African countries to benefit from IMF's $650bln package from today

The IMF is rolling out $650 billion in international reserve assets, or Special Drawing Rights (SDRs), today to help emerging and low-income countries, mostly in the continent of Africa, amid COVID-19 pandemic.

The SDRs are being distributed to countries in proportion to their quota shares in the IMF. This means about $275 billion, or 42 percent, is going to emerging and developing countries, of which low-income countries will receive about $21 billion – equivalent to as much as six percent of GDP in some cases, said the statement.

The largest allocation in IMF's history is a significant shot in the arm for the world and, if used wisely, a unique opportunity to combat this unprecedented crisis, said Kristalina Georgieva, Managing Director of the IMF.

“The SDR allocation will provide additional liquidity to the global economic system – supplementing countries’ foreign exchange reserves and reducing their reliance on more expensive domestic or external debt. Countries can use the space provided by the SDR allocation to support their economies and step up their fight against the crisis," she said.

The IMF is providing a framework for assessing the macroeconomic implications of the new allocation, its statistical treatment and governance, and how it might affect debt sustainability to support countries and help ensure transparency and accountability.

The IMF will also provide regular updates on all SDR holdings, transactions, and trading – including a follow-up report on the use of SDRs in two years’ time, it said.

To enhance the effectiveness of this allocation, the global fund is encouraging voluntary channeling of some SDRs from countries with strong external positions to countries most in need. Over the past 16 months, some members have already pledged to lend US$24bn, including $15bn from their existing SDRs, to the IMF’s Poverty Reduction and Growth Trust, which provides concessional loans to low-income countries.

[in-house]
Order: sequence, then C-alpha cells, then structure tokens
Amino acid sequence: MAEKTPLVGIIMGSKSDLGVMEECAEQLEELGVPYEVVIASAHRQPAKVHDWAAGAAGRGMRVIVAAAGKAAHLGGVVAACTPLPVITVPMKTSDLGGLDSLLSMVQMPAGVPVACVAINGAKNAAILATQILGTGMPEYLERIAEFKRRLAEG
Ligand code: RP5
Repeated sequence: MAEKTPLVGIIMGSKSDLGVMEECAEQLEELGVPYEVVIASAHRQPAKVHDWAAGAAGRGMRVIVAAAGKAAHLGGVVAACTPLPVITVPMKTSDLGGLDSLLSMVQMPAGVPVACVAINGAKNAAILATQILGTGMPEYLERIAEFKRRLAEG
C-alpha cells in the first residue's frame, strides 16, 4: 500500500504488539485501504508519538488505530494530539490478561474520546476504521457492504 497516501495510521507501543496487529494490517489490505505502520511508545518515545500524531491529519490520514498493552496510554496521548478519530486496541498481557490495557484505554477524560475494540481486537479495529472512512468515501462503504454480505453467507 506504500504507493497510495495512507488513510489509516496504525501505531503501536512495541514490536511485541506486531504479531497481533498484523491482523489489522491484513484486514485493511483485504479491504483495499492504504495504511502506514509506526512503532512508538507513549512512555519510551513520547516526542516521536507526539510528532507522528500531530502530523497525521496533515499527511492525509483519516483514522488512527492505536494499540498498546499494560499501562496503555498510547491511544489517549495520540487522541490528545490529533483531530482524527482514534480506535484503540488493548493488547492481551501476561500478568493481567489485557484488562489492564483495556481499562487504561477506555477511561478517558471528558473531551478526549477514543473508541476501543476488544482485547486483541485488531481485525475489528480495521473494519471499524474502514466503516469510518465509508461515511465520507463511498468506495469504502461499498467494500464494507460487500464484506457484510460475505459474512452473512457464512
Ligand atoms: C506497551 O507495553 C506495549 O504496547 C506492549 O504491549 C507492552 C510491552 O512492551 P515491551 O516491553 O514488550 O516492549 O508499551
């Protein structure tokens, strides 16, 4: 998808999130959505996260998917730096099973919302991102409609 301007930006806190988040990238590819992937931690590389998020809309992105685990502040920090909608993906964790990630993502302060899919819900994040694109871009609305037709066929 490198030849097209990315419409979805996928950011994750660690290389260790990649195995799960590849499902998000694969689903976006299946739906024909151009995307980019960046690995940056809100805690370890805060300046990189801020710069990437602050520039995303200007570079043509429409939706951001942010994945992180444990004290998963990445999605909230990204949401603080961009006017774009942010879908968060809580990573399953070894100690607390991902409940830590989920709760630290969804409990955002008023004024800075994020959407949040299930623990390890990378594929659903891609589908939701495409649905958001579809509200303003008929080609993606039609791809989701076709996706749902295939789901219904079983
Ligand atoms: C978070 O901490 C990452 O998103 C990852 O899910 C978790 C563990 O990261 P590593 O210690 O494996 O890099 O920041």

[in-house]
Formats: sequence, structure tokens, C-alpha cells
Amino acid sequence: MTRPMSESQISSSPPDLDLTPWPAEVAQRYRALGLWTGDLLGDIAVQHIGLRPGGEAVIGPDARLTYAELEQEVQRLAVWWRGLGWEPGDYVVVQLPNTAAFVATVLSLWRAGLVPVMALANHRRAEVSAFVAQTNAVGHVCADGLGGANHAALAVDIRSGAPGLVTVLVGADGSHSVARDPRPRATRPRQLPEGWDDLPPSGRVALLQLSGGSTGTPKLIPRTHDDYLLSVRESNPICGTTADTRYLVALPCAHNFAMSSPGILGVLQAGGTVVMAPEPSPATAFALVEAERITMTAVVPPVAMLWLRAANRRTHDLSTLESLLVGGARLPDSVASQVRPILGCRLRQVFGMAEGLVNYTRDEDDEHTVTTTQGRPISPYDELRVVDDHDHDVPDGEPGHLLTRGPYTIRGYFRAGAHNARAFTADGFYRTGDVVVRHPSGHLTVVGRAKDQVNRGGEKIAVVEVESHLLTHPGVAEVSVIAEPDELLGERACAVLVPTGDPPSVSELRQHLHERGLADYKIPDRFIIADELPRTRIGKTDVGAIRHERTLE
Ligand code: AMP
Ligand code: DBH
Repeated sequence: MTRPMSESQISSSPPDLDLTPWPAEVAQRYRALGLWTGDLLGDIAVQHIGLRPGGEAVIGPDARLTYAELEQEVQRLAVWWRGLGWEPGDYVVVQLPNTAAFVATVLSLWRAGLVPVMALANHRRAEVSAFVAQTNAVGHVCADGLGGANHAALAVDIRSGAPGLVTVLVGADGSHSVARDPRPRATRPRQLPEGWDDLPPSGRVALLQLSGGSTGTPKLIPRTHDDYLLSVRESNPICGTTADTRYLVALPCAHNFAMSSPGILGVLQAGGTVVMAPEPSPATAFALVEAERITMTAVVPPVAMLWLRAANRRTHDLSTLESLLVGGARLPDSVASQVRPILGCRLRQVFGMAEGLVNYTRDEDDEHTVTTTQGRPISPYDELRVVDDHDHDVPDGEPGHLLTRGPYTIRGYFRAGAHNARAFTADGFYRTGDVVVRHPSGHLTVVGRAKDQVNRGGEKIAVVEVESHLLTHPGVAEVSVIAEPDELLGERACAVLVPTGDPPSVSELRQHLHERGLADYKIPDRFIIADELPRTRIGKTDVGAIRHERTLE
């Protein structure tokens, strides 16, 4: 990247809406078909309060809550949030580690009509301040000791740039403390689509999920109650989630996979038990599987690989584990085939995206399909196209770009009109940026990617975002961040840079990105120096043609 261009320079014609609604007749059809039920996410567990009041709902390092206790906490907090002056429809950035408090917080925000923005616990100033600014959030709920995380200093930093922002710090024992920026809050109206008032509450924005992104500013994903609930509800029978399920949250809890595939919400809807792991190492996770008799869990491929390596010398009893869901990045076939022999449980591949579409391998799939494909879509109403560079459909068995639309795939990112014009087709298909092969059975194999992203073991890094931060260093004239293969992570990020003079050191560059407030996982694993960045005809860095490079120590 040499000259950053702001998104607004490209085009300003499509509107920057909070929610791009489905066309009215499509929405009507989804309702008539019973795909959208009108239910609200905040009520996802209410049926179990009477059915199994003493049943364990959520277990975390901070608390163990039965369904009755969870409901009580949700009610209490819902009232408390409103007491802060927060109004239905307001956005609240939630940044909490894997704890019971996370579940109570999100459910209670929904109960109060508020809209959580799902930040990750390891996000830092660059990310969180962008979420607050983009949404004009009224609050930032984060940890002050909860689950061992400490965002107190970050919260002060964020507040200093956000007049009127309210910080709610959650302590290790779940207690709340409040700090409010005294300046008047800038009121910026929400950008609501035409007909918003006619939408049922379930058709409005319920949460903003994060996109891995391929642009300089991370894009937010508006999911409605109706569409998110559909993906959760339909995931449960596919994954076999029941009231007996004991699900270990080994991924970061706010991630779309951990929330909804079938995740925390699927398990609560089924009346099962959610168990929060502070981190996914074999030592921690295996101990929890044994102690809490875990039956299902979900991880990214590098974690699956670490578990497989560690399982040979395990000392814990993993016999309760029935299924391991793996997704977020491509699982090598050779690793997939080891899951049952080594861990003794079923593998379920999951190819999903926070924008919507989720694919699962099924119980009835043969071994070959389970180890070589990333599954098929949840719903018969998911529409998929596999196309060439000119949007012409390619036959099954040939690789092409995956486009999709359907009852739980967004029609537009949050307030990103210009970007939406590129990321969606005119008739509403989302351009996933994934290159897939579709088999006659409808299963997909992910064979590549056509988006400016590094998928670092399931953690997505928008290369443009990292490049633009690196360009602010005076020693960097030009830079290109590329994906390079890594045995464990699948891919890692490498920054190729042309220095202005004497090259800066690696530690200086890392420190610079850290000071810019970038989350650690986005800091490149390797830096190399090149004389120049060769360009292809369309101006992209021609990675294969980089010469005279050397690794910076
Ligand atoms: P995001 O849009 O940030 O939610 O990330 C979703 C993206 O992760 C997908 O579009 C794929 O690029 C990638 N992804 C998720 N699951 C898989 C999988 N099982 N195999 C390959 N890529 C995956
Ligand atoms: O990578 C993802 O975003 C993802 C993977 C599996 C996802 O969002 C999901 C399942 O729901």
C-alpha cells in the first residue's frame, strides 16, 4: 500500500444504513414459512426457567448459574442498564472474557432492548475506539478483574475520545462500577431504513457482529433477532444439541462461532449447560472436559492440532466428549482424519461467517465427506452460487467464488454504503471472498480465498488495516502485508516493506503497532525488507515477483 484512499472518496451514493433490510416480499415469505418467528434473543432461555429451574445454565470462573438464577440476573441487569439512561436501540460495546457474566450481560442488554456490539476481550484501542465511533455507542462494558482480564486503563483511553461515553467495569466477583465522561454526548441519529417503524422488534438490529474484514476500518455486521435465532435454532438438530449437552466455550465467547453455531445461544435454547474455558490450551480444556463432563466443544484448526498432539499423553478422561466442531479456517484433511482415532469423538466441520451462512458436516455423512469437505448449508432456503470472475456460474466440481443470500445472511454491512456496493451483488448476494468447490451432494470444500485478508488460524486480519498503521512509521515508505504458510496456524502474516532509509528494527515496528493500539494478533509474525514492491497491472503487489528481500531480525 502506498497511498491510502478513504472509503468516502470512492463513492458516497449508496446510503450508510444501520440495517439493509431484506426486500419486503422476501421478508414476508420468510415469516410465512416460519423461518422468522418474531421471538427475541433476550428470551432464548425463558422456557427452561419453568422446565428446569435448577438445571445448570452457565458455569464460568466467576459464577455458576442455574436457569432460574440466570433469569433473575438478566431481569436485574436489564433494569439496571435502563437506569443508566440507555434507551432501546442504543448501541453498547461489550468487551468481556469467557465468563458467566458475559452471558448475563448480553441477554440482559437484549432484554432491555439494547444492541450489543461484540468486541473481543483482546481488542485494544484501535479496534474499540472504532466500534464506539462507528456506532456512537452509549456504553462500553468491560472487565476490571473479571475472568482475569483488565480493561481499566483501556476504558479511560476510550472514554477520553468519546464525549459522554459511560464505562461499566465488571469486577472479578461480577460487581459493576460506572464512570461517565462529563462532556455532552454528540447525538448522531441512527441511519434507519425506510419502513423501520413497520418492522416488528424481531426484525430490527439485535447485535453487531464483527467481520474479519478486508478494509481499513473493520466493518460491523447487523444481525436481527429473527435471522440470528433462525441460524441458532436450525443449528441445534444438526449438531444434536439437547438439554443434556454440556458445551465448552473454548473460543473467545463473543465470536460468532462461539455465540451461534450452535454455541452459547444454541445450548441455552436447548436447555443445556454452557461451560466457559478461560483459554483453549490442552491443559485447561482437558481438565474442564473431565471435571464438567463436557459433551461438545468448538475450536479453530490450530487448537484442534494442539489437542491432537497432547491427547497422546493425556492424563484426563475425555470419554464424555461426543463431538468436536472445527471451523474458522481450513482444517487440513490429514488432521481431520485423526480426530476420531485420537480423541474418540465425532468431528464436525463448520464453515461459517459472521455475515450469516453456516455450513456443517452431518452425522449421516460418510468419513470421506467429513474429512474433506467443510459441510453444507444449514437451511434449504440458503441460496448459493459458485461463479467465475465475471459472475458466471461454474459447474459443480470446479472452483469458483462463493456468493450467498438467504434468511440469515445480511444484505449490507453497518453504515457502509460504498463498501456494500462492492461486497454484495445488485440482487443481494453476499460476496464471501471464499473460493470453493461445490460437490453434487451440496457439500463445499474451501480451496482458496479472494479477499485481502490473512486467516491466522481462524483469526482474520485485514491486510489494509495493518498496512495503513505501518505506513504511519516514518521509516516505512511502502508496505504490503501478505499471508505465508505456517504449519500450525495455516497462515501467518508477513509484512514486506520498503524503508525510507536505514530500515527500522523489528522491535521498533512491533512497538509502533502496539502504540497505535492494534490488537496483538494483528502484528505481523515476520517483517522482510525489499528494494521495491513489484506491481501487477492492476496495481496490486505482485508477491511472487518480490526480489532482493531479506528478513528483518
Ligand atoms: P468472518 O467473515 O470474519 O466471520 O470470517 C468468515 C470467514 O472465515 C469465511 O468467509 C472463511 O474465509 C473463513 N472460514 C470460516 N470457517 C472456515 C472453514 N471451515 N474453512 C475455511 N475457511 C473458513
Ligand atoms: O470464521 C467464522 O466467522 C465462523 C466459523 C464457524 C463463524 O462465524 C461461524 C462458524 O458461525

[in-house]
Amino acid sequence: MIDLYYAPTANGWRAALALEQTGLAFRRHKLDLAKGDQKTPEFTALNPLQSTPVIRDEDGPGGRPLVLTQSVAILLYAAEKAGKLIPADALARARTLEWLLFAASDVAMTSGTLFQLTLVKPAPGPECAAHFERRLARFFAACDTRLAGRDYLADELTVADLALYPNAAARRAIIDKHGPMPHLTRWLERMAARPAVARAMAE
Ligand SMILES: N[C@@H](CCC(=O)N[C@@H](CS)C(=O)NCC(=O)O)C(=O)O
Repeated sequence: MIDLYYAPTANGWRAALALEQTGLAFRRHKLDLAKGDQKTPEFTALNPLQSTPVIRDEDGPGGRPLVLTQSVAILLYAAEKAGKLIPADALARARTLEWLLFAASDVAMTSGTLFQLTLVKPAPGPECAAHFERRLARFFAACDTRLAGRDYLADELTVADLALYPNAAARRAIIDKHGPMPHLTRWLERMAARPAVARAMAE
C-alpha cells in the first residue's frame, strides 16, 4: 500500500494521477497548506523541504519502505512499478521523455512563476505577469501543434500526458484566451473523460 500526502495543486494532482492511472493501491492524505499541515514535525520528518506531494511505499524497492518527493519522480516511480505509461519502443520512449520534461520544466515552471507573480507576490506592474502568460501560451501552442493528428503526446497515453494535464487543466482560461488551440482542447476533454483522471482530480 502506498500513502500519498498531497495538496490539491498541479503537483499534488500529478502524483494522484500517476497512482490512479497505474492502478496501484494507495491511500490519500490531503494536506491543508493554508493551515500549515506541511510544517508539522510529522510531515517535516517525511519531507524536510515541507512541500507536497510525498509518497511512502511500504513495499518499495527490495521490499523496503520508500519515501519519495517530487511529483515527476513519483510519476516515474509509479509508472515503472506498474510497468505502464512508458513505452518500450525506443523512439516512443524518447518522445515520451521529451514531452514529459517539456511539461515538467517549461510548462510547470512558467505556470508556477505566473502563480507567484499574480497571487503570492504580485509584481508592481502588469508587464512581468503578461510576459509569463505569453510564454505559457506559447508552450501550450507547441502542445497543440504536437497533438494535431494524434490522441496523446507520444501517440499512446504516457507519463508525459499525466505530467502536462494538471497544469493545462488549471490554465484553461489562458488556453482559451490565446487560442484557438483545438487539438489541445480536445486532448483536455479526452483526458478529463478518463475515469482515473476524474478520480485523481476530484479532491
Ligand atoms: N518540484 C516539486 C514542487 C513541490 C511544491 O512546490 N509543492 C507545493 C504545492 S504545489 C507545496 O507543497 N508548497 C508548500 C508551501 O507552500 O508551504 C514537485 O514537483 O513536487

“The IMF is also engaging with its member countries on the possibility of a new Resilience and Sustainability Trust, which could use channeled SDRs to help the most vulnerable countries with structural transformation, including confronting climate-related challenges.

Another possibility could be to channel SDRs to support lending by multilateral development banks," said Georgieva, adding that this SDR allocation is a critical component of the IMF’s broader effort to support countries through the pandemic, which includes: $117 billion in new financing for 85 countries; debt service relief for 29 low-income countries; and policy advice and capacity development support to over 175 countries to help secure a strong and more sustainable recovery.




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